The database problem never went away, I just kept treating the symptoms and this kept biting me down the line.

Identifying the problem

So I know I have a problem with CPU consumption, I now need to figure out why.

Bad or hung queries

My initial search on the internet and asking around in chat groups was that there could be some hung queries. To see if there are any hung queries, you can run

SELECT  max(now() - xact_start)
FROM    pg_stat_activity
WHERE   state IN ('idle in transaction', 'active');

This will return the total time a query has been running that is in an idle or active state; and therefore could be hogging resources.

In my case this returned nothing; my problem did not stem from a hung query.

Bad queries or missing indexes

My online search coincided with a comment from @mtimbs:

It sounds like there could be some bad queries or missing indexes

I was hesitant to pin this on bad queries as I'd already reviewed all the queries (as I mentioned earlier).

Indexes, however were something I'd never given much attention to. I knew that they were something you could configure on your database tables, but I didn't know much more.

One StackOverflow post provided this query as a way to identify whether or not you may have missing indexes:

SELECT  relname,
        seq_scan - idx_scan AS too_much_seq,
        CASE
            WHEN seq_scan - idx_scan > 0
                THEN 'Missing Index?'
            ELSE 'OK'
        END AS result,
        pg_relation_size(relid::regclass) AS rel_size,
        seq_scan,
        idx_scan
FROM    pg_stat_all_tables
WHERE   schemaname = 'public' AND
        pg_relation_size(relid::regclass) > 80000
ORDER BY too_much_seq DESC;

The above will return the table name, and an indication of whether you are running too many sequential scans or not. It is also taking into account the table size, as indexes don't add all that much benefit if the table size is small.

Here is an example of what one could look like: Query results indicating missing indexes

This is great (OK it's bad, but it's good news), we now know that we are definitely missing some indexes - so let's start looking at how we can resolve this.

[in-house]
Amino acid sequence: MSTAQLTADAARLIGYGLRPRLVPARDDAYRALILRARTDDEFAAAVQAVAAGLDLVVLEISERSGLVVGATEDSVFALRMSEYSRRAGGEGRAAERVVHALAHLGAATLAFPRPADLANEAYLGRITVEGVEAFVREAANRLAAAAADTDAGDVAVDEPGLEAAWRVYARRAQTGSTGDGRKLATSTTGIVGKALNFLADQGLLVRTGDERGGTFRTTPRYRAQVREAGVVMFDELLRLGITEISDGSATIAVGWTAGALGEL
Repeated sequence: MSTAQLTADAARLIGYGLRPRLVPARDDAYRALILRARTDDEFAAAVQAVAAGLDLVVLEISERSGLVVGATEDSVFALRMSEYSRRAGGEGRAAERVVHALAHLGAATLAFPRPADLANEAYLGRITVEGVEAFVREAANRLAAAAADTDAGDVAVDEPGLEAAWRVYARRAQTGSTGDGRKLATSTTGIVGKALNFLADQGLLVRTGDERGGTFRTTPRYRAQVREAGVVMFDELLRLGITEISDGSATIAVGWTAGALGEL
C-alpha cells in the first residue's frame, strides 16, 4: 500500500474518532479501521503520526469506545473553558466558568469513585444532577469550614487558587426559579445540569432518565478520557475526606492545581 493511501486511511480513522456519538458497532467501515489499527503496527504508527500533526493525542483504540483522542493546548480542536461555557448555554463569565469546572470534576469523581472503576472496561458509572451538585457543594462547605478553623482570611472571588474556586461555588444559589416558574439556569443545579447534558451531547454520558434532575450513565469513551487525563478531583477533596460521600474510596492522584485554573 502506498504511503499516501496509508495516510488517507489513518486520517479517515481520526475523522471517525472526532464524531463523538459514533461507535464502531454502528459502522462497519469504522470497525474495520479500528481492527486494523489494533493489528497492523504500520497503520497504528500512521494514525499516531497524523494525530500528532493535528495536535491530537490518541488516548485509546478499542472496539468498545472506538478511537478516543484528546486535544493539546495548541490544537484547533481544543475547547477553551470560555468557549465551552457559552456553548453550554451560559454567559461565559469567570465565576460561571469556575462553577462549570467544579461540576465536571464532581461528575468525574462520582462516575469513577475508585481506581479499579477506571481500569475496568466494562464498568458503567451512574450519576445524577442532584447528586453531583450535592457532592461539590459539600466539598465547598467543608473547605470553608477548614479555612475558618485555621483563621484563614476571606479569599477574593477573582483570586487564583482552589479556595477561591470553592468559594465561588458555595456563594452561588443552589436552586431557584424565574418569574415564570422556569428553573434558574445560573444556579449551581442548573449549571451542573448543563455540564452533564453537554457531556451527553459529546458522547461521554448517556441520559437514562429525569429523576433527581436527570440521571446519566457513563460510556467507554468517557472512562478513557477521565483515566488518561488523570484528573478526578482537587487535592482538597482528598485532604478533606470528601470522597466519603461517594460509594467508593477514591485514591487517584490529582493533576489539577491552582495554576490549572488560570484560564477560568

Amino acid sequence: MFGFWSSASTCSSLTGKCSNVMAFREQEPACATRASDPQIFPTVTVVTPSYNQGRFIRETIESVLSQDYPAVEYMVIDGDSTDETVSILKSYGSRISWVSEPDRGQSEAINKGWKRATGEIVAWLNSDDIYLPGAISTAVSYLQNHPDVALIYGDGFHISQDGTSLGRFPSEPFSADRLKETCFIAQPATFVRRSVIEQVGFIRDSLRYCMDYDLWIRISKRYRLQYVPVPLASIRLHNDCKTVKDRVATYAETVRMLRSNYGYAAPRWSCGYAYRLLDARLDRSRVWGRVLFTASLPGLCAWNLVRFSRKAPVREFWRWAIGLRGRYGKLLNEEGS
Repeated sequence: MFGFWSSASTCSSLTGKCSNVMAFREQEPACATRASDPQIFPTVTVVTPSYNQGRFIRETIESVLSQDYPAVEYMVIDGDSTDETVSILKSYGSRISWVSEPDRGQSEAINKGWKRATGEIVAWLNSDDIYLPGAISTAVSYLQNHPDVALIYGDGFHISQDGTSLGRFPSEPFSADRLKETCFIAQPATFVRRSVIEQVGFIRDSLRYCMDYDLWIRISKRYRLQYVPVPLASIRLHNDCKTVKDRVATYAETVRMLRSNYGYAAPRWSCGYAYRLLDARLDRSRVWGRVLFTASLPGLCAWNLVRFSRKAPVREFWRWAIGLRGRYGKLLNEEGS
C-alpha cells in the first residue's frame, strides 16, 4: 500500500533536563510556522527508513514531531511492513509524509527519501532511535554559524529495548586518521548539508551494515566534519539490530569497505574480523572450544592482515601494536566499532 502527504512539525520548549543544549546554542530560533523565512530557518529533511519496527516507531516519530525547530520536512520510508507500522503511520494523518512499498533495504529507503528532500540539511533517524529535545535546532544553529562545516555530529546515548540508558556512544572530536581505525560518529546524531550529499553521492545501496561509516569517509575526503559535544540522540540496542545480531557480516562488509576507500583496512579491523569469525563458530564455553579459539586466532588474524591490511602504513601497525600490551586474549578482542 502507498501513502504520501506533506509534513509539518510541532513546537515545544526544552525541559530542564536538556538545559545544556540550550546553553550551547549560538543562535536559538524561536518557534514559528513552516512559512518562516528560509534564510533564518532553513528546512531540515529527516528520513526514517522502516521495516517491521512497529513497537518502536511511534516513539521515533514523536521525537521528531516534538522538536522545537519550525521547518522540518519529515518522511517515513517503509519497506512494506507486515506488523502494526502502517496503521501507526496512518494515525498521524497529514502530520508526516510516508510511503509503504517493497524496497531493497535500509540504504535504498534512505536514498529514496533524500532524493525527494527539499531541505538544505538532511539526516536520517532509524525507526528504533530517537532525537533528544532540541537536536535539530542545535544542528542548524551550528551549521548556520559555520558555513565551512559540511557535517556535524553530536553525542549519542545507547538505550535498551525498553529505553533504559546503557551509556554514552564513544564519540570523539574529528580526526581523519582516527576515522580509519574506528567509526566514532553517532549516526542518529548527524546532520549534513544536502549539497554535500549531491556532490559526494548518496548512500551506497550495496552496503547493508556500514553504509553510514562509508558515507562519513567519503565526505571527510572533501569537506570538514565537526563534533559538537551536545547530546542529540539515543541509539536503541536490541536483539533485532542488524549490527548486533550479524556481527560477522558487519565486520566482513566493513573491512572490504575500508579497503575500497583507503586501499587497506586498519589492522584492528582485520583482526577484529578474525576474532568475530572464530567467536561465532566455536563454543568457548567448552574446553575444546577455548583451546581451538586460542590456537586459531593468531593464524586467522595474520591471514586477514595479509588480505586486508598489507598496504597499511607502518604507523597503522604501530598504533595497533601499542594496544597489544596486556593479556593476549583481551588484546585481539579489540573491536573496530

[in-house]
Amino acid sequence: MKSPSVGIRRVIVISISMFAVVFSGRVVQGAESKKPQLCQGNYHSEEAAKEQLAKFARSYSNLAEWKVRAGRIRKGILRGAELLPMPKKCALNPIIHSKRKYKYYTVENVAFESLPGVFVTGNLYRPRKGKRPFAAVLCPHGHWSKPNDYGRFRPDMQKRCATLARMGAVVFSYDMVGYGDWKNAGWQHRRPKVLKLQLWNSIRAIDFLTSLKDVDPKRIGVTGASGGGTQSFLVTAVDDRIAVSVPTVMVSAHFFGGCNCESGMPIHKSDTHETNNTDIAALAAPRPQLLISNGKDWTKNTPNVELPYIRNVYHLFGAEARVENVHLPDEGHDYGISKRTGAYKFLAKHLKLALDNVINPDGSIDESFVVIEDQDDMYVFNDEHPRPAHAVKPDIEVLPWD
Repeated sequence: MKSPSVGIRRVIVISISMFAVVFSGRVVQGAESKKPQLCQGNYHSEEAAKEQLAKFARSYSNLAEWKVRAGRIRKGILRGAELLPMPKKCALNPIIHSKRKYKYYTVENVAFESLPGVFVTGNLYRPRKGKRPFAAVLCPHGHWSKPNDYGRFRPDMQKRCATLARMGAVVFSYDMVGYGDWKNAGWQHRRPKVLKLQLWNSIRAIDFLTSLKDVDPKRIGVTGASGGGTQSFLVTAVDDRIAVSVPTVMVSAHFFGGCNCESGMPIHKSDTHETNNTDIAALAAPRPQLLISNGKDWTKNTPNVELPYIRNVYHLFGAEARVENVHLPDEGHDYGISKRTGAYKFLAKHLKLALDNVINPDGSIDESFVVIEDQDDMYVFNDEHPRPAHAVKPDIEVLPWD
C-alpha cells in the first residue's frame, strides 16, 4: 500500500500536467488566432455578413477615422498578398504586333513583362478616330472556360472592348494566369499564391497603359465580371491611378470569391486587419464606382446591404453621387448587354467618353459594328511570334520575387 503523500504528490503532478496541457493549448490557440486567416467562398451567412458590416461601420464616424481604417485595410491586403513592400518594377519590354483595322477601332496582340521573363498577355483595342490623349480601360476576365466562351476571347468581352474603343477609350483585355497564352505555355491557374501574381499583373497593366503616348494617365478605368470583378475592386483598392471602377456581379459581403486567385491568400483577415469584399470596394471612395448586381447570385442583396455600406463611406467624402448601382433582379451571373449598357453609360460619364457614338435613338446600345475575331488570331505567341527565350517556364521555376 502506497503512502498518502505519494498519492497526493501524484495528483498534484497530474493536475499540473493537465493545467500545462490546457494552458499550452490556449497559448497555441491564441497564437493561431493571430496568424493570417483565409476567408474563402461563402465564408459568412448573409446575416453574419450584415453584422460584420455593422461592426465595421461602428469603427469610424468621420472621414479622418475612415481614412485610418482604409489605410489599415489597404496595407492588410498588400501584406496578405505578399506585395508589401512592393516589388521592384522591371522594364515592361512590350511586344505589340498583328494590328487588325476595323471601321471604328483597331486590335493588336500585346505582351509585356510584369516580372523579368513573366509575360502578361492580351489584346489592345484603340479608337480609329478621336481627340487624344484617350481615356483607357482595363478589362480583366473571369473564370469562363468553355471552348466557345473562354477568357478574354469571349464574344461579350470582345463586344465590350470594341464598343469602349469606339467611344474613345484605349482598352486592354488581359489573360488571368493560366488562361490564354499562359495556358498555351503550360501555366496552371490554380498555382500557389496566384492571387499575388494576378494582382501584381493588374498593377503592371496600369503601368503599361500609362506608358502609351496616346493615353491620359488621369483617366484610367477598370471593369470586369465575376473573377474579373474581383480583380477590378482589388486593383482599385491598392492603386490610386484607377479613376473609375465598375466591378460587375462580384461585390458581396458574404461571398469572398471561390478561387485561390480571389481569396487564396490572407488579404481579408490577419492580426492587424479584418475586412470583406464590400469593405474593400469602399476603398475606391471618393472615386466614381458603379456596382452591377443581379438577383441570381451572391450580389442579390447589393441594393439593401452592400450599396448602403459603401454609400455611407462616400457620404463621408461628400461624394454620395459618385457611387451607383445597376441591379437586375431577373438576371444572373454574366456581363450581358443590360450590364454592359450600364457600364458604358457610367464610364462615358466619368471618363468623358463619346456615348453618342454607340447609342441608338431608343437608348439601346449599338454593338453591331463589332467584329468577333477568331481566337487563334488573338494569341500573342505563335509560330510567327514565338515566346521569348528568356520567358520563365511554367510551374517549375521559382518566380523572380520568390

Adding indexes

Not knowing a tonne about indexes, I needed to study up on both how to add these and what to include in them. This blog post was the best post that I found from the few that I read through. Pavel does a great job at explaining what tools to use and how to use them to figure out what index to write.

One key bit of advice I picked out of this post was:

We advise to create one index per unique query for better performance.

Identifying where to add indexes

If your application is fairly large, the above statement can be quite a daunting undertaking; one index per unique query. One of the neat features of Digital Ocean's managed PostgreSQL instances is their 'Logs & Queries' tab. This provides some good insights on current queries, recent logs, and most importantly query statistics: Query results indicating missing indexes

If you don't have something similar from within wherever your database is managed, Postgres does come with this baked in with pg_stat. I exported the query statistics from within this dashboard and then ordered the queries by their mean run time; this allowed me to start with the queries that were running the longest on average.

Adding an index

In some RDBMS, specifying a foreign key on a table will automatically create an index for it; this is not the case in PostgreSQL. The reason that some RDBMS create indexes for foreign keys is because this is a great way to speed queries up; and is usually where your biggest wins will be made.

Let's take a sample query from my application. There is a table called foos that can have many bars. foos has an id column that links to a foo_id column in the bars table. When using our Foo model to fetch the related Bar records, our query will look like:

SELECT  *
FROM    bars
WHERE   foo_id = ?

Without an index, Postgres will need to perform a sequential scan to get all records from the bars table and then filter out what it doesn't need; this usually means you are fetching a large amount of data when all you're really after is a small subset.

If we construct the required index, Postgres can use that rather than having to perform the sequential scan. It's important to note that PostgreSQL (and other RDBMS) evaluate their options before running a query; they'll build a plan for a sequential scan and any index scans and then decide which they think will be faster and use it. For that reason, if we think back to the quote from Pavel above, if we specifically construct an index for each unique query then we get an index that is customised completely for it; meaning it should be optimised for the rows you are querying and therefore Postgres should be using the index rather than a sequential scan.

A/B test your query before and after adding an index

There is no point adding an index, and subsequently taking up disk space, if it doesn't improve your query speed. Thankfully there is a great utility built into PostgreSQL already to help us do this; EXPLAIN ANALYZE. This command will execute the trailing query and subsequently tell you how it executed the query and how long it took.